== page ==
When Sun Belt Conference commissioner Wright Waters heard that South Alabama was trying to lure Florida assistant coach John Pelphrey to Mobile, he called the school's athletic director with this message: If you get him, I want to be at the news conference to see it for myself.
Waters was in Mobile on Friday. So was Pelphrey.
After six seasons as the top assistant at Florida, Pelphrey was named coach at South Alabama.
Pelphrey, 33, takes over a program that went 7-21 last season, a school record for losses. He replaces Bob Weltlich, who left after four seasons as the coach. South Alabama won two Sun Belt conference titles and played in the NCAA Tournament one season under Weltlich, who was the Sun Belt coach of the year in 2000.
Pelphrey, a former All-SEC selection at Kentucky who has his jersey retired in Rupp Arena, has spent the past eight years with Florida coach Billy Donovan, the first two as an assistant at Marshall. He was mentioned as a candidate at West Virginia, Arkansas, Tennessee-Chattanooga and DePaul.
He said South Alabama was his only offer, but added that he carefully weighed his options. Among those he consulted were Donovan, former Kentucky athletic director C.M. Newton and Louisville coach Rick Pitino. All encouraged him to take the job.
"Certainly those guys are very, very important and influential in my life," Pelphrey said. "I had a chance to communicate with those guys they were very, very positive. I think I've got their support."
Pelphrey will earn $165,000, plus incentives, which include attendance and academic performance by the athletes.
Pelphrey said he plans a "second press conference" with his new players to try to explain to them what he's all about and why they should remain with the program. Expect an up-tempo style of play similar to Florida's.
"That's something I feel very comfortable with," Pelphrey said. "From a playing standpoint I had some success that way. As a (assistant) coach, I enjoyed some success and that's the way I want to play as a head coach. The players enjoy it and I think it's certainly entertaining for the fans."
SPC eliminated 71-69
St. Petersburg College ended its stay at the National Junior College Athletic Association tournament in Hutchinson, Kan., after a 71-69 loss to Walters State (Tenn.) Community College. The Titans (27-7) were 1-2 in their first tournament appearance.
SPC led by 10 with 15 minutes to play but lost the lead with 3.7 seconds left when Walters State's Reggie Johnson made a layup. SPC's Terrance Taylor failed to tip in a long pass at the buzzer.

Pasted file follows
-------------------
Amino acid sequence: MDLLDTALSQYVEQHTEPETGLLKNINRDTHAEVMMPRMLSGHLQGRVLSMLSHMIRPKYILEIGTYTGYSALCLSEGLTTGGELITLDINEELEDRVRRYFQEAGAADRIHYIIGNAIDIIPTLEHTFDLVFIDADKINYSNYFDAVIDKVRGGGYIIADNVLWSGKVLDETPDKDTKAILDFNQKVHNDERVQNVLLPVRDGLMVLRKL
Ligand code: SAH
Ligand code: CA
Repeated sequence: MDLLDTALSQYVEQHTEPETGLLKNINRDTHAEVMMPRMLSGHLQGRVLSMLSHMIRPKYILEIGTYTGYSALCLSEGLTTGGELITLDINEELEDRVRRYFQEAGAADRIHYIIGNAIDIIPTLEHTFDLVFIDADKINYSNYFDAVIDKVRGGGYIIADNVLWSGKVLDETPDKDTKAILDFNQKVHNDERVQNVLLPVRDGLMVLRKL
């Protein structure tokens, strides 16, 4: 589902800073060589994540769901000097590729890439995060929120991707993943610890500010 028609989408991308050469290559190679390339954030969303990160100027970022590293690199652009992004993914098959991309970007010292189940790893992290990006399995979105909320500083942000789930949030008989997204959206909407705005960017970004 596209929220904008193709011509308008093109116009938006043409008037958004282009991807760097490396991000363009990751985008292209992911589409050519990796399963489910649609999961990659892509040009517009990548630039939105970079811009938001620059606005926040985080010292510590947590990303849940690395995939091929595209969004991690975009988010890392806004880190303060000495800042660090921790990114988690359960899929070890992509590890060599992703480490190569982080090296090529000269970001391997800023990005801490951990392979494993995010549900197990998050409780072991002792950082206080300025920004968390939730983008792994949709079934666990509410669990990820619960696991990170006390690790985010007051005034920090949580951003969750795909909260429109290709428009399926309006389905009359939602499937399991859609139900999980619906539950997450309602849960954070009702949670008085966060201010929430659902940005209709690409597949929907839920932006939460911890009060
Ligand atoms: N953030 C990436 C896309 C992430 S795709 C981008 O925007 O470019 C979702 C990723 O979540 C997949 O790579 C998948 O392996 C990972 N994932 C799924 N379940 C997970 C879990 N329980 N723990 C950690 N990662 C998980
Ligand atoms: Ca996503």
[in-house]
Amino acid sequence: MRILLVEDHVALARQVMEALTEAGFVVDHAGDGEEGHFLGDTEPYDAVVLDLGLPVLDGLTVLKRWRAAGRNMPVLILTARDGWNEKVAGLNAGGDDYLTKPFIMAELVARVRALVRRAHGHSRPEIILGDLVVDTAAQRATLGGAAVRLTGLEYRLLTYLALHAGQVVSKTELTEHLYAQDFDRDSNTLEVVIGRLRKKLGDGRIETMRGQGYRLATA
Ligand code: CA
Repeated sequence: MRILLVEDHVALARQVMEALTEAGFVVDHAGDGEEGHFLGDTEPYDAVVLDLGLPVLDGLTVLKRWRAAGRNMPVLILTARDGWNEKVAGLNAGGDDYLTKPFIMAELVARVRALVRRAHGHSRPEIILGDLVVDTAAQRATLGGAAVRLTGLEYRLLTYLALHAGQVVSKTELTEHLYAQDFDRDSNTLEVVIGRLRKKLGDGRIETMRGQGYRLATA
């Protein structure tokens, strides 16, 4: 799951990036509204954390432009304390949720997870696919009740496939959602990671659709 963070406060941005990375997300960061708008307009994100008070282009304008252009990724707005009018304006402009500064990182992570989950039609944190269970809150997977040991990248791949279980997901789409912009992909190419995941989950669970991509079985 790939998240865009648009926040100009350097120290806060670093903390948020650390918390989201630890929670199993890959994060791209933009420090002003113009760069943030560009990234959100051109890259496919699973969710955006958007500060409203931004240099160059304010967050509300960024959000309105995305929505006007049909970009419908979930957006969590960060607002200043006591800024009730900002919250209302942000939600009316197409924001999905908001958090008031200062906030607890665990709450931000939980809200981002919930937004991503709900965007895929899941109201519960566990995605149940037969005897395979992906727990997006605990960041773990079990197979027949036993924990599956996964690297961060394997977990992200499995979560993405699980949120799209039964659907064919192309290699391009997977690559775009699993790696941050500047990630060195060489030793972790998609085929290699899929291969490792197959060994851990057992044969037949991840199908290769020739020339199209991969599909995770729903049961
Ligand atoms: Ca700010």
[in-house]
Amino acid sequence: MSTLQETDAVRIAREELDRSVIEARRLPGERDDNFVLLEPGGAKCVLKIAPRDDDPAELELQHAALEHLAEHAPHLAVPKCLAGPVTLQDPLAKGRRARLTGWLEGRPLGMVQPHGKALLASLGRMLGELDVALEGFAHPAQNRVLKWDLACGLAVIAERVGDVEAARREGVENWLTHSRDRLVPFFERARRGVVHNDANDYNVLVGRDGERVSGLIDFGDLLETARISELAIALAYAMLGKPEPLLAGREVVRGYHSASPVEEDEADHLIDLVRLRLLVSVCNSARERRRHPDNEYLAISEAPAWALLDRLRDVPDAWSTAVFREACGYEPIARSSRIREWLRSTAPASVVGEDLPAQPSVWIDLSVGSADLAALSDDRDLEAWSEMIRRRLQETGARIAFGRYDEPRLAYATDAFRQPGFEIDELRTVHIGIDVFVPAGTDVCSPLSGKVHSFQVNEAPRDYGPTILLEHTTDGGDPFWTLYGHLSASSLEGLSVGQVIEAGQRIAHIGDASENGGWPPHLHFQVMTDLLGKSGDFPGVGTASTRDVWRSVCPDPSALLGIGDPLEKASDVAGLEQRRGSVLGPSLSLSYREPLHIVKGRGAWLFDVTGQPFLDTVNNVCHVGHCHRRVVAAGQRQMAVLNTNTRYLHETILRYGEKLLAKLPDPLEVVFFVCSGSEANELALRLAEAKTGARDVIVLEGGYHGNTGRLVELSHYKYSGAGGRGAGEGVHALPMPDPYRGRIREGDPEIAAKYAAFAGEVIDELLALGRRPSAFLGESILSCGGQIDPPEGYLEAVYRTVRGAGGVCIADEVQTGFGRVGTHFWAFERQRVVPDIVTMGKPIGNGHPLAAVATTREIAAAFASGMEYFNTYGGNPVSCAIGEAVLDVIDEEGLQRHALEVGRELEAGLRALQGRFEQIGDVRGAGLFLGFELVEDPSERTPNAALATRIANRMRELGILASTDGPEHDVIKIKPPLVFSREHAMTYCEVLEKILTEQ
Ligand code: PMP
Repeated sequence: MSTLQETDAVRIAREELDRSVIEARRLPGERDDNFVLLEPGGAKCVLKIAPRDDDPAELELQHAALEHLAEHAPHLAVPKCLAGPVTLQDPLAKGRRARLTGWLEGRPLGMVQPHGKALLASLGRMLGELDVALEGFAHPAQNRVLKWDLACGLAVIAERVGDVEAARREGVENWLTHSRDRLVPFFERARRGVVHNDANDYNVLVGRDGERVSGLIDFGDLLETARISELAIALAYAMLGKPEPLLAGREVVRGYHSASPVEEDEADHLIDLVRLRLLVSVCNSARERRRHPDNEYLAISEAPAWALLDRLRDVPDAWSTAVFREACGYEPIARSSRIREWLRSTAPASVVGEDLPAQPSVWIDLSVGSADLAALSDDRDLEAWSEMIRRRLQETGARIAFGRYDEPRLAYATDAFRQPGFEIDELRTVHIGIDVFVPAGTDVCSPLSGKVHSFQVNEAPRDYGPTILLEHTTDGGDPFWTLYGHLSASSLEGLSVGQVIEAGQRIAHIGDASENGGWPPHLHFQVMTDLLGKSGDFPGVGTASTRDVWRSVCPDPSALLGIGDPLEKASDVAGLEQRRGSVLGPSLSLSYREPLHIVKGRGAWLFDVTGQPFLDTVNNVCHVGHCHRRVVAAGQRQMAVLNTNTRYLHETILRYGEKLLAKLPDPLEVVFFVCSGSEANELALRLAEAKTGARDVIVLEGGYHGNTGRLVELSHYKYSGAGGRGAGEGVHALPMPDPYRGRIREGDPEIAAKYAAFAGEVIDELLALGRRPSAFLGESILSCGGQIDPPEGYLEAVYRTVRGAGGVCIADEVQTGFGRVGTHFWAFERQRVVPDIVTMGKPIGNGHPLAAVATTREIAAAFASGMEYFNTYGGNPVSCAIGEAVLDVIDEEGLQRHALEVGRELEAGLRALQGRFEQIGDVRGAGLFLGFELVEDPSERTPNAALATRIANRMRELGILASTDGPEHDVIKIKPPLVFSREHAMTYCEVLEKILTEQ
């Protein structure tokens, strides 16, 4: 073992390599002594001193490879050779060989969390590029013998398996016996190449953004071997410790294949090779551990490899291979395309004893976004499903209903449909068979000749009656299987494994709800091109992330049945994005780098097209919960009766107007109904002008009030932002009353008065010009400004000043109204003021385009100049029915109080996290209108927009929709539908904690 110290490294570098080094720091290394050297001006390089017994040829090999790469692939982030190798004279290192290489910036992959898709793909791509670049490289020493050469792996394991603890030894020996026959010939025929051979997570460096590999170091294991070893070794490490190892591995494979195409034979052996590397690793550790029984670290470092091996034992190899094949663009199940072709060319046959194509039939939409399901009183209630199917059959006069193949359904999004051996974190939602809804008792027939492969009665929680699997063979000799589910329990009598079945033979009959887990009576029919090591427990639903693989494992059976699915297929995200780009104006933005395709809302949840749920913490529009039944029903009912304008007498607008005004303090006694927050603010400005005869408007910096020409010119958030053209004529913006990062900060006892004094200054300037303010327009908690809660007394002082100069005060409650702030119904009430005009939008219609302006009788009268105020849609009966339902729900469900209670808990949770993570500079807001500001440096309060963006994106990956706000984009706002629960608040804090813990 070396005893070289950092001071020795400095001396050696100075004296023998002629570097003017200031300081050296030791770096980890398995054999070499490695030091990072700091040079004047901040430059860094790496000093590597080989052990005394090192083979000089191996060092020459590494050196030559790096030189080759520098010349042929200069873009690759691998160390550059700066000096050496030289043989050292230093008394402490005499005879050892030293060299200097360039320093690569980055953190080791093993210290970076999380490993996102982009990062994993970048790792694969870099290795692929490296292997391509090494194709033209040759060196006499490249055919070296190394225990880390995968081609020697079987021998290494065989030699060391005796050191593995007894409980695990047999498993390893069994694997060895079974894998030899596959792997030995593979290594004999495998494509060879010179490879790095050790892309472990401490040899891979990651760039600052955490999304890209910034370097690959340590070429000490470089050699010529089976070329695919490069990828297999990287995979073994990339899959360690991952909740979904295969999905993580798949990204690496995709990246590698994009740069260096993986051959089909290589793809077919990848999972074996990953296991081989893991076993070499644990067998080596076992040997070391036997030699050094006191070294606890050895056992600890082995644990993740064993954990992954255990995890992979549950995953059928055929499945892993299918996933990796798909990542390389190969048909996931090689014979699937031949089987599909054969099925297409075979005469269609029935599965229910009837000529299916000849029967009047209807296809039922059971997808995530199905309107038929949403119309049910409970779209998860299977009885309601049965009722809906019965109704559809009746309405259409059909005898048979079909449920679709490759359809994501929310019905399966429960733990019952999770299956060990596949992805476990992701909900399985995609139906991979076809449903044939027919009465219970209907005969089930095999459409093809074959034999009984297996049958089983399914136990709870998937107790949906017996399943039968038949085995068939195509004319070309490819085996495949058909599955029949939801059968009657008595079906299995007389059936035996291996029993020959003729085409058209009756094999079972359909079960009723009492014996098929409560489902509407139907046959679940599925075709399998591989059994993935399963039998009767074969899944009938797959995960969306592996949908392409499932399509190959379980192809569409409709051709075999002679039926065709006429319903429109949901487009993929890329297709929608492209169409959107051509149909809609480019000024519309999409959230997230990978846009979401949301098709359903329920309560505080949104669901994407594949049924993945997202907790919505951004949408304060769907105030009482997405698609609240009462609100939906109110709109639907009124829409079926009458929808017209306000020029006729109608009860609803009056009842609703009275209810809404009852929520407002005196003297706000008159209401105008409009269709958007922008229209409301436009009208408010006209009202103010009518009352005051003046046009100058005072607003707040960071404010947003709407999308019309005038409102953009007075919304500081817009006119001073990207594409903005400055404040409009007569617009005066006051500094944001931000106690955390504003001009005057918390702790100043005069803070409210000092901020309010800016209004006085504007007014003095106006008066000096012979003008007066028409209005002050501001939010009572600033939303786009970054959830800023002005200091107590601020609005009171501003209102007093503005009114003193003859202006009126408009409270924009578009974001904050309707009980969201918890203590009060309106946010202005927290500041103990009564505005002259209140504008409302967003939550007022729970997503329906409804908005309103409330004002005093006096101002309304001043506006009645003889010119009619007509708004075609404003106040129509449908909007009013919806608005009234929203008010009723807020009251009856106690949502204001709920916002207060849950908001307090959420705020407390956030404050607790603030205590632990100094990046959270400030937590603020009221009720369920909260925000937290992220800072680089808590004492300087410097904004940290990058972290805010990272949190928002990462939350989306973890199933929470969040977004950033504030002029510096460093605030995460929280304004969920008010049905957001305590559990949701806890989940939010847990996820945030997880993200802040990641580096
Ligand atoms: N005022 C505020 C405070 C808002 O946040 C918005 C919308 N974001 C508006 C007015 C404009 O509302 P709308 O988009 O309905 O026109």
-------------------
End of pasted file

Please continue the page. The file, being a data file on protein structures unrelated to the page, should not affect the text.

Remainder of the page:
Nick Berry led the Titans with 19 points. Carl Jenkins had 13 and Taylor had 10.
"This is the best bunch of players I've had as a college coach," SPC's Earnest Crumbley said. "This year we knocked on the door, next year we're kicking it in."
ARKANSAS: On the eve of his firing, coach Nolan Richardson threatened to destroy the university's reputation with "troops and tanks" reminiscent of the state's 1957 desegregation crisis, its athletic director said in a memo. According to notes compiled by athletic director Frank Broyles, Richardson remarked that "he didn't really want to hurt the university, but he may have to."
FSU: Leonard Hamilton named the first additions to his Seminoles staff. Stan Jones is associate head coach and Mike Jaskulski and Tony Sheals are assistants.
Jones and Jaskulski helped Hamilton revive the Miami program. Jones was an assistant there from 1995-2000 and Jaskulski from 1993-97. Jones spent the past season at Mississippi State, and in 2000-01 was an assistant on Hamilton's staff of the NBA's Wizards. Sheals, the Tampa Bay Thunderdawgs coach in the ABA in 2000-01, was administrative assistant for basketball operations in 2001-02 at Miami. He has 19 years of coaching experience.
LOUISVILLE: Freshman point guard Carlos Hurt was dismissed for violating team rules.
PITTSBURGH: Coach Ben Howland, who signed an extension last year, expects to complete a new long-term contract next week.
WYOMING: Coach Steve McClain, under consideration for the TCU opening, said he will remain with the Cowboys.
RATINGS UP: The CBS broadcast Thursday night of Indiana's victory over Duke and other region semifinals in the NCAA Tournament drew the highest preliminary TV ratings for the program in nine years. The telecast was watched in 7.9 percent of homes in the top 55 U.S. media markets, up from 7.3 percent a year ago. The ratings were the best since 1993. Preliminary ratings measure viewership in about two-thirds of the 105.5-million homes with TVs.
TEMPLE 63, VILLANOVA 57: The Owls, known for a stifling matchup zone defense, spent much of the game playing man-to-man in the quarterfinal. Villanova had 14 turnovers, Temple had three. Lynn Greer, Temple's leading scorer, didn't play after spraining an ankle Tuesday. He wore a walking cast on his right foot.
_ Times staff writer Rodney Page contributed to this report, which used information from other news organizations.